should not be indicted again. And he echoed Prime Minister Hun Sen's recent statement,

that prosecutions should be limited to three or four persons.

"If the number of people prosecuted is increased to for instance 10 or 20, it

could damage national reconciliation," claimed Vuth.

As if to show their sincerity in supporting the tribunal and the process of national

reconciliation, Pailin has agreed to participate in a public forum on National Reconciliation

and the Khmer Rouge.

The event, which has been organized by the Center for Social Development, will take

place in Battambang on January 27. Other participants will include ministry officials,

parliamentarians, local authorities, monks and nuns, NGO workers, court officials,

teachers and students.

"We have not yet decided who will go, but as requested we will send five women

and five men," said Meakk.

Pailin officials denied there had been any talks with the government about who among

the former KR leaders would stand trial. They claimed Phnom Penh barely kept them

informed about the progress towards a tribunal.

Indeed, people on the streets in Pailin seemed rather indifferent to the matter.

At a coffee shop across the road from the Wat Kong Kang, two former long-time KR

soldiers, now working for the municipality, had plenty to say about the scandalous

activities in the pagoda (see story page 11). But when asked about the tribunal,

they answered that they "don't know about that" at all.

One long-time observer of the KR pointed out that Pailin was not in a position to

argue with or resist any of the government's wishes, be it KR tribunal or taxation

arrangements.

"They don't dare to go against Hun Sen. Their skin depends on him and they do

not have enough political power or military force to object to him," said the

observer.

He pointed out that the current leadership of Pailin was of a different kind than

the old KR top leaders, who were shrewd intellectuals who based their policies on

ideology.

"People like Vuth and [governor] Y Chhien have a focus on personal wealth instead.

They participated in the revolution without understanding it. This does not give

them the same political foundation to play power politics with the strongman in Phnom

Penh," said the observer.

A Western diplomat, however, noted there might be other reasons for Pailin's newly-developed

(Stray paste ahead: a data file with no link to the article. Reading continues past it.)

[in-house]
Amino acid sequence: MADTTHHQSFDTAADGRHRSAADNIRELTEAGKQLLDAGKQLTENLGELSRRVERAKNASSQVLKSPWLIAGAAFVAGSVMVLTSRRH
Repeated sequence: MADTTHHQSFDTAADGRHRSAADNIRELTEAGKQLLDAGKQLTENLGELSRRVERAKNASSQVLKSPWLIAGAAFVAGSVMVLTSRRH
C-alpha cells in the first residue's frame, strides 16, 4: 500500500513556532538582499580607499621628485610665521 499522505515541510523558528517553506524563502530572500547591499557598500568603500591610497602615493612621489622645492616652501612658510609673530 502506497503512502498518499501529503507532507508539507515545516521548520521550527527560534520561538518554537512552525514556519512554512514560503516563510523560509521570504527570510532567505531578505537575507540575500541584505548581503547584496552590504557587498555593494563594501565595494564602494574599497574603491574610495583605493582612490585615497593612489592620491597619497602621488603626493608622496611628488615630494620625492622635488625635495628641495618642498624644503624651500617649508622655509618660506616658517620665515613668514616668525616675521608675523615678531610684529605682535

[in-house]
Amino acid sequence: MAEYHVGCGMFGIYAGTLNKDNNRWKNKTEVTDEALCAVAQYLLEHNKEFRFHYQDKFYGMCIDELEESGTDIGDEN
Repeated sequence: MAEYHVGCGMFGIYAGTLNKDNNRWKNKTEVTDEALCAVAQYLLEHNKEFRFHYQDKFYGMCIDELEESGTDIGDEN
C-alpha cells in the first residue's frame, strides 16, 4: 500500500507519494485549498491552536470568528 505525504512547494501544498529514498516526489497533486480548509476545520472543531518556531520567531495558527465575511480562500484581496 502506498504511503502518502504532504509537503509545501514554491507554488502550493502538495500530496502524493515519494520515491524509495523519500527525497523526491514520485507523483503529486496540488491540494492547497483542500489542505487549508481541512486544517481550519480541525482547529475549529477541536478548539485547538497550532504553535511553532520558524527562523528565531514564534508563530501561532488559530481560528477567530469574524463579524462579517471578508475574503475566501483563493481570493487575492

compliance with government politics.

"They are tired of fighting. They are ready for normalization of their ties

to the rest of the country. And they are actually showing considerable goodwill in

order to achieve that, because they are smart enough to know that they need it,"

said the diplomat.

With or without government or foreign economic support, Pailin officials continue

to work on their visions for the town's future. In Vuth's desk drawer lies a complete

master plan for further development of the whole region.

One element is a large area designated for plantations and light industries. According

to Vuth, interested foreign investors were already working on plans for a paper factory,

a sugar palm plantation with a processing factory, a corn plantation with an animal

food factory, and a rubber plantation.

Likewise, international foodstuffs manufacturer Nestle has shown interest in restoring

a coffee plantation that was abandoned in 1992.

Most importantly, efforts to improve access roads to Pailin have already begun. Last

month workers started laying down concrete on the 22-kilometer dirt track from the

Thai border to Pailin. The work is said to be financed by a $800,000 "gift"from

one of the border casinos, originally offered to Y Chhien who turned the offer down

and asked that the money be used for improving the road instead.

According to plans, the next step is to upgrade five kilometers of road in Pailin

and a 17-kilometer stretch of paved road to Battambang. Part of this will be paid

for by imposing a road tax.

But even without a proper road, an entire small town has sprung up at the border

within the past few months, inhabited by some 100 families and sprouting three large

barracks called the Pailin Border Market. Up until now, only a few vendors have set

up shop in the newly-built marketplace.

And on the Phnom Yat mountain above the access road from Battambang, telecommunications

company Samart recently provided Pailin's latest new connection to the rest of the

country - a towering antenna that allows people in the town to switch from their

old Thai mobile phones to a Cambodian service provider.

"So you see, even without the help of the government, Pailin has still developed

a lot these last few years. And we have done it with our own funds," remarked

Vuth.